Avoid Back Pain with Smarter Shoveling

Snow shoveling sends thousands of people to the ER each year – many times due to back injuries. A chiropractor explains how to shovel to avoid hurting your back.

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CLEVELAND – When a winter storm bears down and dumps large amounts of snow all at once, sometimes our only option is to shovel our way out of our homes.

But if we’re not careful, snow shoveling can be harmful to our backs.

In fact, research shows thousands of people end up in emergency departments each year after snow shoveling – and many of those visits are for back injuries.

The repetition of lifting too much and twisting too far often wreaks havoc on the lower back.

But according to Cleveland Clinic’s Andrew Bang, D.C., many low back injuries can be avoided with a few simple tweaks to our form.

“You can make sure your stance is a little wider than normal and then you can also make sure you’re bending your knees quite a bit, and the last step is to actually tilt your hips forward, flattening your back,” said Dr. Bang.  “Doing these three things takes the most stress off your lower back.”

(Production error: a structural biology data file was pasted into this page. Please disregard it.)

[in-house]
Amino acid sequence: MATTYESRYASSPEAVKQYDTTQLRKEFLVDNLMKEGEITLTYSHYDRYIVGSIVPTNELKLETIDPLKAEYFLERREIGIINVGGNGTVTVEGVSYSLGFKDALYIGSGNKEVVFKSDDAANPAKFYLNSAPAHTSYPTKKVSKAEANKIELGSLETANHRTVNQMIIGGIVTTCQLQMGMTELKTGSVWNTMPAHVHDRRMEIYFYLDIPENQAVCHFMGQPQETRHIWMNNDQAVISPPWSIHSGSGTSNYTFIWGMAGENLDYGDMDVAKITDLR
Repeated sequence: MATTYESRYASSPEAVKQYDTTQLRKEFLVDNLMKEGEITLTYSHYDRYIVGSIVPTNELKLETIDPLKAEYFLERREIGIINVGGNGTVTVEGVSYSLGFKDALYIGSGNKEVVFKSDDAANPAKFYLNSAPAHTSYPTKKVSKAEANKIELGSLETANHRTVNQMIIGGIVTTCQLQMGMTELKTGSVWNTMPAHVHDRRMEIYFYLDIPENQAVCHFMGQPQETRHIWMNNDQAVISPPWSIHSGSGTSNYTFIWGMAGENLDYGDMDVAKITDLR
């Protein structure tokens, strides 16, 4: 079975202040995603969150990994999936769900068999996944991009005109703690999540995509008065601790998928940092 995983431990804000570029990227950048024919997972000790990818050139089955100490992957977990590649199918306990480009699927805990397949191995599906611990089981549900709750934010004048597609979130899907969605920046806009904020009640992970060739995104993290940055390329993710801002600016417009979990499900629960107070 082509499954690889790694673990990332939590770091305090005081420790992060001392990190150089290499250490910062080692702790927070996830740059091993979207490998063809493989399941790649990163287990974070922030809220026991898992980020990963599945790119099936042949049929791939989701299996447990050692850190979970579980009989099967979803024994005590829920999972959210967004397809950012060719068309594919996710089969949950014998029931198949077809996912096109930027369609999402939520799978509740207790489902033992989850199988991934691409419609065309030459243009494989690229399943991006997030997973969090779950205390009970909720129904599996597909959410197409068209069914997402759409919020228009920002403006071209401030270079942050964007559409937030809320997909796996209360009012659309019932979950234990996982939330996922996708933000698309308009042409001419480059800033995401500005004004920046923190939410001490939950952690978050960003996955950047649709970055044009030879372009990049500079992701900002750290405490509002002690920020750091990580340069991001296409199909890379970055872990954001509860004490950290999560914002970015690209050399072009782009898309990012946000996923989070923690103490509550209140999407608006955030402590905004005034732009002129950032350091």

Dr. Bang said shoveling often involves a dangerous combination of heavy lifting, twisting and throwing snow.

He said twisting puts strain on the discs in the lower back and can lead to disc herniation and rupture, so it’s a good idea to avoid twisting when shoveling.

He added that doing any activity repetitively over time can lead to muscle fatigue, discomfort, and even damage to muscles and ligaments – so it’s best to break up activities like shoveling.

He suggested switching between a few minutes of lifting and throwing snow, and a few minutes of pushing or plowing snow.

When it comes to the weight of the snow, Dr. Bang said lifting less than eight pounds of snow is low to no risk.

However, as folks lift up towards 50 pounds of snow, risk for back injury increases, so it’s important to lift within a safe range. 

“If you keep that range in that 10-15 pounds of weight, you’re going to be in a low risk category to avoid a major injury from shoveling snow,” said Dr. Bang. 

Before heading outdoors, Dr. Bang said a few minutes of simple exercises or stretches like toe touches, or lumbar twists will warm up the lower back and help to avoid potential injury.

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